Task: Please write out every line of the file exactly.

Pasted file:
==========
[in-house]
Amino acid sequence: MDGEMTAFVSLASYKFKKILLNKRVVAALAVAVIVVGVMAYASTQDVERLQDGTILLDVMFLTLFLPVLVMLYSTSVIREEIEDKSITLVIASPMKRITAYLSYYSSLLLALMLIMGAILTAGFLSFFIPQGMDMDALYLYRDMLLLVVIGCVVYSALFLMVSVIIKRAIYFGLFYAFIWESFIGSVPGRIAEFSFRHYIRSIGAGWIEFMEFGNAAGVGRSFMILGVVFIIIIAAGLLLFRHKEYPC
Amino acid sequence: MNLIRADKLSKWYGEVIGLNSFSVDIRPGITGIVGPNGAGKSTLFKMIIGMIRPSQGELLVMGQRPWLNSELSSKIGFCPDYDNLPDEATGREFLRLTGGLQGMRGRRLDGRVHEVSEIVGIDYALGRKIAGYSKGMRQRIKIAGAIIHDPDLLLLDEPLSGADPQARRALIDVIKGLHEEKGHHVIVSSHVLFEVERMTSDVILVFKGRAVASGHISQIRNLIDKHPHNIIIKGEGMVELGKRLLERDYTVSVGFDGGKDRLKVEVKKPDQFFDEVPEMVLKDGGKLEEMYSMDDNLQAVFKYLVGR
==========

[in-house]
Amino acid sequence: MDGEMTAFVSLASYKFKKILLNKRVVAALAVAVIVVGVMAYASTQDVERLQDGTILLDVMFLTLFLPVLVMLYSTSVIREEIEDKSITLVIASPMKRITAYLSYYSSLLLALMLIMGAILTAGFLSFFIPQGMDMDALYLYRDMLLLVVIGCVVYSALFLMVSVIIKRAIYFGLFYAFIWESFIGSVPGRIAEFSFRHYIRSIGAGWIEFMEFGNAAGVGRSFMILGVVFIIIIAAGLLLFRHKEYPC
Amino acid sequence: MNLIRADKLSKWYGEVIGLNSFSVDIRPGITGIVGPNGAGKSTLFKMIIGMIRPSQGELLVMGQRPWLNSELSSKIGFCPDYDNLPDEATGREFLRLTGGLQGMRGRRLDGRVHEVSEIVGIDYALGRKIAGYSKGMRQRIKIAGAIIHDPDLLLLDEPLSGADPQARRALIDVIKGLHEEKGHHVIVSSHVLFEVERMTSDVILVFKGRAVASGHISQIRNLIDKHPHNIIIKGEGMVELGKRLLERDYTVSVGFDGGKDRLKVEVKKPDQFFDEVPEMVLKDGGKLEEMYSMDDNLQAVFKYLVGR